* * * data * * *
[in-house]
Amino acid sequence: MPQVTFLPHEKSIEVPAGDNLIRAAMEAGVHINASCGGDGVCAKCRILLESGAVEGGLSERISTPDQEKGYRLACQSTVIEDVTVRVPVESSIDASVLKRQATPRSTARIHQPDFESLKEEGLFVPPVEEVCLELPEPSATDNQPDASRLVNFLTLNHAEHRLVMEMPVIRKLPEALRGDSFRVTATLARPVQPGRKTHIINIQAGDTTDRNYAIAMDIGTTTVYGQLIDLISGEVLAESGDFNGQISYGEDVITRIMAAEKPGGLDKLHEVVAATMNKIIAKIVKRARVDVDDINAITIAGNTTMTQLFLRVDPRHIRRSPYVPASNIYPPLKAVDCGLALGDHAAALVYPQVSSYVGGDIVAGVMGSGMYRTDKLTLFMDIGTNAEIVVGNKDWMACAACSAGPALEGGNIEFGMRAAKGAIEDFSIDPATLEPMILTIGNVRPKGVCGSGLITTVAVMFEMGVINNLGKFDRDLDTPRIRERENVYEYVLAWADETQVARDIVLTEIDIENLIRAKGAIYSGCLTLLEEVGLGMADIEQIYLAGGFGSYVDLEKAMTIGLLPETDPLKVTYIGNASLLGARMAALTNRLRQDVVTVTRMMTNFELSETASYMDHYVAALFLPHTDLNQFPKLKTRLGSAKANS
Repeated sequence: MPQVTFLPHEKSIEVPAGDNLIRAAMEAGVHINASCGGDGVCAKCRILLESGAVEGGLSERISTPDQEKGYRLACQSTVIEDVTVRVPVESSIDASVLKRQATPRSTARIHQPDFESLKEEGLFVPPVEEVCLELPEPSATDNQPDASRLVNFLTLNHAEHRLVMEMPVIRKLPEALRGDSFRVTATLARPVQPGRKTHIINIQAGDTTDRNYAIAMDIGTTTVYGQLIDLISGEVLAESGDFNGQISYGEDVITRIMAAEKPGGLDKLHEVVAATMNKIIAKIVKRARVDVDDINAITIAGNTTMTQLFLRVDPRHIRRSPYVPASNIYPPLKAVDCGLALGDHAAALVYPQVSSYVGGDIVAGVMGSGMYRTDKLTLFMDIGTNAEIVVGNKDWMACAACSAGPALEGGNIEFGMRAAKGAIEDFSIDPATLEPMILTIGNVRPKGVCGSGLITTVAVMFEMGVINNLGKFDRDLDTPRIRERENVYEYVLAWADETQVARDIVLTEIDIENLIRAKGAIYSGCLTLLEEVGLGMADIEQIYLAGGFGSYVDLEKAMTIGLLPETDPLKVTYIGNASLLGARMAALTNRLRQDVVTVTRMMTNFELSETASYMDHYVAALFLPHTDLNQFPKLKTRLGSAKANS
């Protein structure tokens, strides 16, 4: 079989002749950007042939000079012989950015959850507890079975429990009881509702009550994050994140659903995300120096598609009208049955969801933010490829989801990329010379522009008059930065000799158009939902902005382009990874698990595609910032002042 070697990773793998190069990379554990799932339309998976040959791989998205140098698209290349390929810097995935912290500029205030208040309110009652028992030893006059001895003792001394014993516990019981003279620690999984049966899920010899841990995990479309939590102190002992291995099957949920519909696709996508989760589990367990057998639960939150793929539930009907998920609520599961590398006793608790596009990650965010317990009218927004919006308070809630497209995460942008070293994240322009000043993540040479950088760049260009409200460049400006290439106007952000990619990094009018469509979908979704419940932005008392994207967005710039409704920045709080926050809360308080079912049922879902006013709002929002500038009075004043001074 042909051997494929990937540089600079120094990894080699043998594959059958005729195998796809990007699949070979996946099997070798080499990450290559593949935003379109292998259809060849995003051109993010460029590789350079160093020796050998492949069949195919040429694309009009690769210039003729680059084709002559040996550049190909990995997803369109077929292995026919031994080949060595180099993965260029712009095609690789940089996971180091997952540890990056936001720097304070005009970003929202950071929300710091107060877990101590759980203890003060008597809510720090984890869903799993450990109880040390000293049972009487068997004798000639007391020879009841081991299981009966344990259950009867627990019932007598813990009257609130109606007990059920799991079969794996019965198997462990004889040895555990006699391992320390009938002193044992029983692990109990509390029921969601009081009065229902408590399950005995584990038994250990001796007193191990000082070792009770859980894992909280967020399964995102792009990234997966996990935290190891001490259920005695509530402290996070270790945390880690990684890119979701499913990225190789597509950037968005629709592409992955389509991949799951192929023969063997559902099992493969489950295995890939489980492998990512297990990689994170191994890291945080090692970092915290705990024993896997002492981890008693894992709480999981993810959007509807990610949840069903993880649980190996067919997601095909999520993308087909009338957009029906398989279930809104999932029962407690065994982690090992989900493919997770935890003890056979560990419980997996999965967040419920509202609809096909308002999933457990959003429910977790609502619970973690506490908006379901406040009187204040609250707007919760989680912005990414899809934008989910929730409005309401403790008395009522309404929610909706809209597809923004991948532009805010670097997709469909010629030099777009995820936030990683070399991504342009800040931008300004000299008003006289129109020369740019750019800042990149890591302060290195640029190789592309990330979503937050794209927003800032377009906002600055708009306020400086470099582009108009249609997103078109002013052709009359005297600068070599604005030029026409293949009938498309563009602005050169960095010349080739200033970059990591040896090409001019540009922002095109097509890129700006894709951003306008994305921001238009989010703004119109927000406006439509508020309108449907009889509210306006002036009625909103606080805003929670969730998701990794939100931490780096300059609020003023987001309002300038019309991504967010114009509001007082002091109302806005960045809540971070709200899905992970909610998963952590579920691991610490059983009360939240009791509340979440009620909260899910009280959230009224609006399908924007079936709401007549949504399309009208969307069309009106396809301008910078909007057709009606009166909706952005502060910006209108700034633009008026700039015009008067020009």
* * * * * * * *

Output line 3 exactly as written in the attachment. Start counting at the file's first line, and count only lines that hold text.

Repeated sequence: MPQVTFLPHEKSIEVPAGDNLIRAAMEAGVHINASCGGDGVCAKCRILLESGAVEGGLSERISTPDQEKGYRLACQSTVIEDVTVRVPVESSIDASVLKRQATPRSTARIHQPDFESLKEEGLFVPPVEEVCLELPEPSATDNQPDASRLVNFLTLNHAEHRLVMEMPVIRKLPEALRGDSFRVTATLARPVQPGRKTHIINIQAGDTTDRNYAIAMDIGTTTVYGQLIDLISGEVLAESGDFNGQISYGEDVITRIMAAEKPGGLDKLHEVVAATMNKIIAKIVKRARVDVDDINAITIAGNTTMTQLFLRVDPRHIRRSPYVPASNIYPPLKAVDCGLALGDHAAALVYPQVSSYVGGDIVAGVMGSGMYRTDKLTLFMDIGTNAEIVVGNKDWMACAACSAGPALEGGNIEFGMRAAKGAIEDFSIDPATLEPMILTIGNVRPKGVCGSGLITTVAVMFEMGVINNLGKFDRDLDTPRIRERENVYEYVLAWADETQVARDIVLTEIDIENLIRAKGAIYSGCLTLLEEVGLGMADIEQIYLAGGFGSYVDLEKAMTIGLLPETDPLKVTYIGNASLLGARMAALTNRLRQDVVTVTRMMTNFELSETASYMDHYVAALFLPHTDLNQFPKLKTRLGSAKANS